Strumming for Fun
Guitar Society volunteer helps kids access music education
By Jessica Laskey
Sept. 11 was a turning point for many people for many reasons. But for Lili Williams, it was a wakeup call that she wanted to do more for her local community.
“I saw that something like that could happen in our community tomorrow, so I decided to do something closer to home that would be impactful,” the Midtown resident says.
After working as a technical writer for Intel for 22 years, Lili Williams retired and promptly bought OSC Computer Training, a licensed private adult vocational school serving unemployed workers and U.S. veterans, which she ran with her husband for 10 years. But something was still missing, so she turned her attention to the organization that had brought her joy for years—the Sacramento Guitar Society.
“I’d been a longtime patron of the Guitar Society’s concerts,” says Williams, who plays the guitar as well as the piano. “It was a peaceful thing to go to when I was under stress at Intel.”
Williams was traveling in Spain when she received an email from the nonprofit arts and education organization—which offers guitar classes as well as concerts—about a grant they had just received to fund a series of free classes called Strum for Fun for disadvantaged kids. That’s when the lightbulb went off.
“I thought, here’s something I love—guitar—and something I’m passionate about—kids,” Williams says. “That’s what I can do in retirement. I can write grants for the Guitar Society.”
Lili Williams transformed herself overnight into an independent grant writer and offered her services free of charge to the organization. When the board asked why she thought she could write grants with no formal experience, Williams’ answer was easy.
“I’ve been a technical writer at Intel. I’ve done marketing. I’ve worked with the state of California on licensing for the vocational school. And I’m passionate about helping kids,” Williams says. “Writing is just the tool—it’s all about the function you want to get out of it.”
The board brought her on in October 2016 and Williams immediately went to work helping the Guitar Society develop a better system to not only apply for grants, but also keep track of fulfilling them.
A few months later, an impressed board asked Williams to assume the presidency, but she declined—she was happy writing grants. The board finally persuaded her to take the helm in June 2017. During her tenure, Williams saw to it that the organization got an infusion of “new blood and new enthusiasm,” as well as a much-needed technological overhaul, which included implementing a new membership and donor management system, and a new website built by Williams.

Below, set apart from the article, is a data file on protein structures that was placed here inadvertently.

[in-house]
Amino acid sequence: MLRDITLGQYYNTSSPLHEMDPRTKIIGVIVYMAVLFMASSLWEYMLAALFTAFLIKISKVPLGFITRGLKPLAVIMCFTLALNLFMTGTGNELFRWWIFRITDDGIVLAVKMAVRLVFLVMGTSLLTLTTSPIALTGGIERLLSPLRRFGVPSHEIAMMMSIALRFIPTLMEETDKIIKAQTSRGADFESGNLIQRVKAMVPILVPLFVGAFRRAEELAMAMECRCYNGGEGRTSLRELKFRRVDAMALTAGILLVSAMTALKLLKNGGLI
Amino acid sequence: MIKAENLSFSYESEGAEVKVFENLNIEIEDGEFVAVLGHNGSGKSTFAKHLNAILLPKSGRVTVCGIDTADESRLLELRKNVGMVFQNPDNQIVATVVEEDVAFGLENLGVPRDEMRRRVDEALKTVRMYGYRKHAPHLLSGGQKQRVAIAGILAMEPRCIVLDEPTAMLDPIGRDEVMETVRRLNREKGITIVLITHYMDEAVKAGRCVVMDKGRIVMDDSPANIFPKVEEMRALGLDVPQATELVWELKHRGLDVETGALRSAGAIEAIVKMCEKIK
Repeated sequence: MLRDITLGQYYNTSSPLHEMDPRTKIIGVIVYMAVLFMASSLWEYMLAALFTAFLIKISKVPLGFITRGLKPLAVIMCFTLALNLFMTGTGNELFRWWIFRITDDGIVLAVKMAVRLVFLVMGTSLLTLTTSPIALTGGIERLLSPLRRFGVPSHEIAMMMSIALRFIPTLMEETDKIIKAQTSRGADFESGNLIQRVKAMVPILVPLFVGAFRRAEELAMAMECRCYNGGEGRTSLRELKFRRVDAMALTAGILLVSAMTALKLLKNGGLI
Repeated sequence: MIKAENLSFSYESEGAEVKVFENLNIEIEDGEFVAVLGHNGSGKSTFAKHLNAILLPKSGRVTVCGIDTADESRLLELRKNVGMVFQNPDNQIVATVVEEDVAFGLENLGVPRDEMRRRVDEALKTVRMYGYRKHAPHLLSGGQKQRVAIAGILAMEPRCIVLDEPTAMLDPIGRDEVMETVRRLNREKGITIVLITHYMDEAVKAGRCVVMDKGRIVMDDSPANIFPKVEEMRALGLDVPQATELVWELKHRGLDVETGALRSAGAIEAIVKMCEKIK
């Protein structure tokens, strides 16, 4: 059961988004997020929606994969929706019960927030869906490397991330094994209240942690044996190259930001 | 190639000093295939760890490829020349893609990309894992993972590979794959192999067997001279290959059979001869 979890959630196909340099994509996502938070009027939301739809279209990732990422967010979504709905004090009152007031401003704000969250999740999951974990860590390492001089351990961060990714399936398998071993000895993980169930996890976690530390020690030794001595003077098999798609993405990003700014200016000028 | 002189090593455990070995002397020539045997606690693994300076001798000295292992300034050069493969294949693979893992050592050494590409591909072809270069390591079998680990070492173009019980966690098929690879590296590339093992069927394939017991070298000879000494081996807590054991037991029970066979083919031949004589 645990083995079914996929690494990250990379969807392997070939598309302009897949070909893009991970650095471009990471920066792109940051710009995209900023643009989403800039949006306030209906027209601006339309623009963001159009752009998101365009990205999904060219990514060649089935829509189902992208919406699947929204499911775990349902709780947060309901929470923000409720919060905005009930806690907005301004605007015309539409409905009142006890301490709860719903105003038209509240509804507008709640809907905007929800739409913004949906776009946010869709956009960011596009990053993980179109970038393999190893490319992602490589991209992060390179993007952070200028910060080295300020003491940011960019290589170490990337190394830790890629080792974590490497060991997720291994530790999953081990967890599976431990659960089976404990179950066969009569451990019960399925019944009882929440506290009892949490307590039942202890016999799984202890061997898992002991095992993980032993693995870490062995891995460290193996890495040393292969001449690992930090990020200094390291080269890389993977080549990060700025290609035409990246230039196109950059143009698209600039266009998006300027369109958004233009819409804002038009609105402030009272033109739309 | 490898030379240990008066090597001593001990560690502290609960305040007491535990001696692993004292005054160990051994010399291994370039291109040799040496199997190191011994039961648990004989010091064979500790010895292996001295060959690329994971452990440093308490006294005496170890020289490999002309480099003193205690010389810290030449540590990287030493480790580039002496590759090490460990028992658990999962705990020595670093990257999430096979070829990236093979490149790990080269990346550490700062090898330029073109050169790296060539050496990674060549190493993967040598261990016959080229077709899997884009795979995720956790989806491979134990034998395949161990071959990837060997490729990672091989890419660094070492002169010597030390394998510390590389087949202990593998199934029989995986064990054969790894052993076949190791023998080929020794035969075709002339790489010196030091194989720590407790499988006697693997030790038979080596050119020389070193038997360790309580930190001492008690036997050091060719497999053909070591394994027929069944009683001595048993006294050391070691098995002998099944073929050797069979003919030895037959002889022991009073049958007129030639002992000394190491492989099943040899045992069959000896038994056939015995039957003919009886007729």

The past three years have certainly been hard work, but Williams is passionate about fulfilling the two tenets of volunteerism that are most important to her.
“Any nonprofit’s mission can be boiled down to social justice and equity,” explains Williams, who also serves on the board of Square Root Academy, which brings STEM (science, technology, engineering and mathematics) education to schools in low-income neighborhoods. She’s also a former president of the Bradshaw Business Park Owners Association and a former board member of the Rancho Cordova Chamber of Commerce.
“It’s about how you as an individual approach the nonprofit,” she says. “My approach is to give back to the community through music education for disadvantaged kids. There are so many studies that show the connection between arts/music education and academic achievement. That’s the social justice part—parents who aren’t well-off can’t purchase that critical music education for their kids, but now they have access through the Sacramento Guitar Society.”
For more information, visit sacguitarsociety.org. Don’t miss the Annual Community Holiday Concert on Sunday, Dec. 15, from 3 to 5 p.m. at The Auditorium at CLARA at 1425 24th St.
Jessica Laskey can be reached at email@example.com. Follow us on Facebook, Twitter and Instagram: @insidesacramento.